A St. Louis family court official responded to two separate media requests for Michael Brown's juvenile records today, stating that the teen had no serious felonies at the time of his killing, or at any time prior. This followed claims that the public interest in the case overrides Missouri's strict laws protecting the privacy of minors' records.
Cynthia Harcourt, a lawyer for St. Louis County Juvenile Officer Kip Seeley, said that Brown was never found delinquent of the juvenile equivalent of any Class A or B felony charges, the St. Louis Dispatch Post reported. Together the two categories account for most serious crimes — from second-degree murder and first-degree robbery [Class A], to voluntary manslaughter, second-degree robbery and first-degree burglary [Class B].
Lesser offenses — if any — would remain confidential, but Harcourt slammed the media for seeking out the records in the first place.
Brown was killed by Ferguson police officer Darren Wilson on August 9, sparking weeks of outrage and a massive police response to protests, in a case that has captured national attention and become an emblem for the deeply rooted tensions between police and minority communities, and young black men in particular.
The Ferguson teenager, who turned 18 in May, was unarmed at the time of his death and had no criminal record as an adult. Any criminal records he might have had as a minor are strictly guarded in Missouri and the Brown family's lawyer, Benjamin Crump, has declined to talk about them.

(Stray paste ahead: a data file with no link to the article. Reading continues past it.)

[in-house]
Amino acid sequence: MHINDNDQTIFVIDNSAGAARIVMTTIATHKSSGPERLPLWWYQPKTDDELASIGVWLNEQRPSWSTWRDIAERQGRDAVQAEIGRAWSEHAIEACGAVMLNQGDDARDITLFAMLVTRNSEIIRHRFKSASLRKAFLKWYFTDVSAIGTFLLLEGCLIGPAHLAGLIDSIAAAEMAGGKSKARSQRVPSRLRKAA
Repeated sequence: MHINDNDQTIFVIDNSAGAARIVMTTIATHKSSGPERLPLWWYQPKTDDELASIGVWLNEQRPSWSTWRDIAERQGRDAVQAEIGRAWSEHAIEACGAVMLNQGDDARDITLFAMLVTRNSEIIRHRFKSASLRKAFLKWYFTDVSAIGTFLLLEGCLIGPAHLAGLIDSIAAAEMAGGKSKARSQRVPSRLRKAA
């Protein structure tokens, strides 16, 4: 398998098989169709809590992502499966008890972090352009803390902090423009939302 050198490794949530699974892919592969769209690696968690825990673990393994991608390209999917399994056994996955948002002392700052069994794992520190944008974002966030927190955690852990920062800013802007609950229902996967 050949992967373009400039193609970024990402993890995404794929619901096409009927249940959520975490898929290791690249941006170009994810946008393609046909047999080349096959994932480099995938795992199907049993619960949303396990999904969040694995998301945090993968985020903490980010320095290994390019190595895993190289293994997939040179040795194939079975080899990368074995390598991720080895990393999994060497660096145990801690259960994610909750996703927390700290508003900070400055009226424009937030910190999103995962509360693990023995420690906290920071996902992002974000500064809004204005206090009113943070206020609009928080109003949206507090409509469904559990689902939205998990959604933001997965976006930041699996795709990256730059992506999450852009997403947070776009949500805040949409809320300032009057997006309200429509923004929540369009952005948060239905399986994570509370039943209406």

But people want to know — so much so that two separate petitions were filed in St. Louis County family court, demanding to know whether Brown ran into trouble with the law as a minor.
Charles Johnson, a conservative, California-based blogger, filed a lawsuit last month — and started a GoFundMe fundraising campaign to go with it — following tips he said he got from police sources that Brown did indeed have a juvenile record, and alleging he might have been involved in a second-degree murder case.
Johnson, who also repeated rumors that Brown was a member of the Crips, said that the release of Brown's records was about the "First Amendment."
He also argued that Brown's right to privacy expired with his death. In a blog post about the lawsuit, Johnson wrote that Brown's record "ought to be freely available given that he is dead and therefore has no right to privacy remaining."
"Press reports say that Brown has no 'adult arrest record' but how could he have one? He was only 18 for a few months," he continued. "Knowing the truth about Brown's past will help us gauge the credibility of his parents and family who have called him a 'gentle giant.' Brown's strong-arm robbery of a shopkeeper would seem to put the lie to this narrative but it remains. Brown's friends — who have changed their story already — are similarly untrustworthy in the accounts they have given."
After today's hearing, Johnson took to Twitter to defend himself against perceived charges of "character assassination" leveled against him by the Brown family attorney and questioned the court official's choice of words.
In a separate petition, the St. Louis Post-Dispatch had also asked the court to release any juvenile records it may have relating to Brown. The Post-Dispatch's lawyer also argued in court that the primary reason to keep records confidential — to protect young adults from the stigma of a criminal record — expired when Brown was killed.